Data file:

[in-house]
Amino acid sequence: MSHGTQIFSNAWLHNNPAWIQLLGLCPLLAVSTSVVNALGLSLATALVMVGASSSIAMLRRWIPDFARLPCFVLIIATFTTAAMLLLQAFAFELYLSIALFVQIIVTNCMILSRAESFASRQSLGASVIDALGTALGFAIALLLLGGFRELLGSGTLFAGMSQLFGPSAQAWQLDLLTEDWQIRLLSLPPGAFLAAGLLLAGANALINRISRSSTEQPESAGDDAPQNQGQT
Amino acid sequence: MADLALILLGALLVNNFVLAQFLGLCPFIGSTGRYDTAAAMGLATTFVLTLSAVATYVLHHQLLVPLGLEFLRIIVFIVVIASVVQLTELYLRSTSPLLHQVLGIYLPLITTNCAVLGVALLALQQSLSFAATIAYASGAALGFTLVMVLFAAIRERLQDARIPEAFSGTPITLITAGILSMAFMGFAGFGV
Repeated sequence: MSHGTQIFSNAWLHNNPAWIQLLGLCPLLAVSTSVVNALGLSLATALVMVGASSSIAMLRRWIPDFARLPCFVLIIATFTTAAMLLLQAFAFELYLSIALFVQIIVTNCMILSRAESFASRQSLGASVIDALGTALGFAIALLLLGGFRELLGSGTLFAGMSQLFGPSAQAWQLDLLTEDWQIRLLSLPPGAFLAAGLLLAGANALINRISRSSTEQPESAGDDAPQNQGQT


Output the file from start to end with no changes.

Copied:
[in-house]
Amino acid sequence: MSHGTQIFSNAWLHNNPAWIQLLGLCPLLAVSTSVVNALGLSLATALVMVGASSSIAMLRRWIPDFARLPCFVLIIATFTTAAMLLLQAFAFELYLSIALFVQIIVTNCMILSRAESFASRQSLGASVIDALGTALGFAIALLLLGGFRELLGSGTLFAGMSQLFGPSAQAWQLDLLTEDWQIRLLSLPPGAFLAAGLLLAGANALINRISRSSTEQPESAGDDAPQNQGQT
Amino acid sequence: MADLALILLGALLVNNFVLAQFLGLCPFIGSTGRYDTAAAMGLATTFVLTLSAVATYVLHHQLLVPLGLEFLRIIVFIVVIASVVQLTELYLRSTSPLLHQVLGIYLPLITTNCAVLGVALLALQQSLSFAATIAYASGAALGFTLVMVLFAAIRERLQDARIPEAFSGTPITLITAGILSMAFMGFAGFGV
Repeated sequence: MSHGTQIFSNAWLHNNPAWIQLLGLCPLLAVSTSVVNALGLSLATALVMVGASSSIAMLRRWIPDFARLPCFVLIIATFTTAAMLLLQAFAFELYLSIALFVQIIVTNCMILSRAESFASRQSLGASVIDALGTALGFAIALLLLGGFRELLGSGTLFAGMSQLFGPSAQAWQLDLLTEDWQIRLLSLPPGAFLAAGLLLAGANALINRISRSSTEQPESAGDDAPQNQGQT